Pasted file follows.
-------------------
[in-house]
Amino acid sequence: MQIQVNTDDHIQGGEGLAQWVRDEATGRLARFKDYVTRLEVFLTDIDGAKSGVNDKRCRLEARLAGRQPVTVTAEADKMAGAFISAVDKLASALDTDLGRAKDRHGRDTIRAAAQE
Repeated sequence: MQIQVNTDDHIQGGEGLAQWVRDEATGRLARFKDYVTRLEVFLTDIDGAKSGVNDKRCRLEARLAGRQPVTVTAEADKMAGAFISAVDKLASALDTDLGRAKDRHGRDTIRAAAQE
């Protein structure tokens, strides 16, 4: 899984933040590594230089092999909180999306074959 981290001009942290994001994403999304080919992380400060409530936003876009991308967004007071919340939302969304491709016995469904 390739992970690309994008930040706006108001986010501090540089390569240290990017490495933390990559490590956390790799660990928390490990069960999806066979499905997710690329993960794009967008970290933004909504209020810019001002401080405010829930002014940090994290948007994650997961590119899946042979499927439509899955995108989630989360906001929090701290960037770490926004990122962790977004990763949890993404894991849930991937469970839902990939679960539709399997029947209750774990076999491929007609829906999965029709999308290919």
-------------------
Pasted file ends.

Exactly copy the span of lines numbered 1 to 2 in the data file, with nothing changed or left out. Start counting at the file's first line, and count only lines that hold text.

[in-house]
Amino acid sequence: MQIQVNTDDHIQGGEGLAQWVRDEATGRLARFKDYVTRLEVFLTDIDGAKSGVNDKRCRLEARLAGRQPVTVTAEADKMAGAFISAVDKLASALDTDLGRAKDRHGRDTIRAAAQE